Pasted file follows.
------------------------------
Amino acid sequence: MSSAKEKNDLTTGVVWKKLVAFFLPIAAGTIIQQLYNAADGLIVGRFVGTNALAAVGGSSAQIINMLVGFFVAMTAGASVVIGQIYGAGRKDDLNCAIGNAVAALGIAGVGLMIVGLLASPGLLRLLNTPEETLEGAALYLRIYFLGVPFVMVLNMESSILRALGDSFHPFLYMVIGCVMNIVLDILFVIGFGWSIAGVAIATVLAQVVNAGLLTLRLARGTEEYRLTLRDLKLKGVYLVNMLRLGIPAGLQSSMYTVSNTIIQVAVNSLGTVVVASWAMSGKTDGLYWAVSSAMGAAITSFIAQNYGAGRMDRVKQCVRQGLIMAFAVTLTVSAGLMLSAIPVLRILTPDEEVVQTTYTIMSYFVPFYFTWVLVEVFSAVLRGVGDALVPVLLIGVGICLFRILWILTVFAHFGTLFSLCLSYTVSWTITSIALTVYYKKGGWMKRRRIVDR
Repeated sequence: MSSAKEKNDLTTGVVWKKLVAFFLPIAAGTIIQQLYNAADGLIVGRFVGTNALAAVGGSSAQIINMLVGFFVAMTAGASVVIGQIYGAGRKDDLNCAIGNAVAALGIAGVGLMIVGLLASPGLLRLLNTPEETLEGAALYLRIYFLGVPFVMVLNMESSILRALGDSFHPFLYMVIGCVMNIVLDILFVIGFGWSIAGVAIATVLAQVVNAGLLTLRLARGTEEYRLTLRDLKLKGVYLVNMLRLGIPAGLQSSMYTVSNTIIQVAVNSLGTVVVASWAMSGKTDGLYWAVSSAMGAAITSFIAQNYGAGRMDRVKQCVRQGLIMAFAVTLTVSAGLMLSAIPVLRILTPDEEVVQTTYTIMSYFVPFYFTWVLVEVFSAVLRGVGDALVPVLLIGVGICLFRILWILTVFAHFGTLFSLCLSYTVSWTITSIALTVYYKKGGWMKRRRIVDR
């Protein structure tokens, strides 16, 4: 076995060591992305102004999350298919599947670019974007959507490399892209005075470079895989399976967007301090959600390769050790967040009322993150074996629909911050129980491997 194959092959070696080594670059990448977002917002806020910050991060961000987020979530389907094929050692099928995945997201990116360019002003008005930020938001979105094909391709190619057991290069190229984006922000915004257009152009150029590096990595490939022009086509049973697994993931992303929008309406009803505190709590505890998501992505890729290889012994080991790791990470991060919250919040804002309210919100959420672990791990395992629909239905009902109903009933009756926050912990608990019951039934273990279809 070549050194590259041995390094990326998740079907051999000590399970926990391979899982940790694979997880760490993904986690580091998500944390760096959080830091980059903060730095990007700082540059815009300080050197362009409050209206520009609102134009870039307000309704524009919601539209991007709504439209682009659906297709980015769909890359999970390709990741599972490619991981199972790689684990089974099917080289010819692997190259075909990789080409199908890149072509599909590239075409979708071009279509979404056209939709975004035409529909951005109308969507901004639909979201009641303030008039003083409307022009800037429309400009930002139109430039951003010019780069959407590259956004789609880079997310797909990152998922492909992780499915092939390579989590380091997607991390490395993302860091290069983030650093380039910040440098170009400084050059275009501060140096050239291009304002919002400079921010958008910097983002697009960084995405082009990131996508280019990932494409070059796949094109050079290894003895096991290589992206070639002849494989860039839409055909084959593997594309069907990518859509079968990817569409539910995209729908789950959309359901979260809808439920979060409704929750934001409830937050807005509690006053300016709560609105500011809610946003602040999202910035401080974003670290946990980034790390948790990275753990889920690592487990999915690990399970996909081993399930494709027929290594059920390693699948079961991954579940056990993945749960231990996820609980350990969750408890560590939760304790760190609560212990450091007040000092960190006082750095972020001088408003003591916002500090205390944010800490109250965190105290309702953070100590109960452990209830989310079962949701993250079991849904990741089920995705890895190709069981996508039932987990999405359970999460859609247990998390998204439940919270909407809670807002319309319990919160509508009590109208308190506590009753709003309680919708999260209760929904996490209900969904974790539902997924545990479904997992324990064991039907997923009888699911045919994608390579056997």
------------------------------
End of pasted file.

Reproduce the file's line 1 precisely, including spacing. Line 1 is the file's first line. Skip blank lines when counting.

Amino acid sequence: MSSAKEKNDLTTGVVWKKLVAFFLPIAAGTIIQQLYNAADGLIVGRFVGTNALAAVGGSSAQIINMLVGFFVAMTAGASVVIGQIYGAGRKDDLNCAIGNAVAALGIAGVGLMIVGLLASPGLLRLLNTPEETLEGAALYLRIYFLGVPFVMVLNMESSILRALGDSFHPFLYMVIGCVMNIVLDILFVIGFGWSIAGVAIATVLAQVVNAGLLTLRLARGTEEYRLTLRDLKLKGVYLVNMLRLGIPAGLQSSMYTVSNTIIQVAVNSLGTVVVASWAMSGKTDGLYWAVSSAMGAAITSFIAQNYGAGRMDRVKQCVRQGLIMAFAVTLTVSAGLMLSAIPVLRILTPDEEVVQTTYTIMSYFVPFYFTWVLVEVFSAVLRGVGDALVPVLLIGVGICLFRILWILTVFAHFGTLFSLCLSYTVSWTITSIALTVYYKKGGWMKRRRIVDR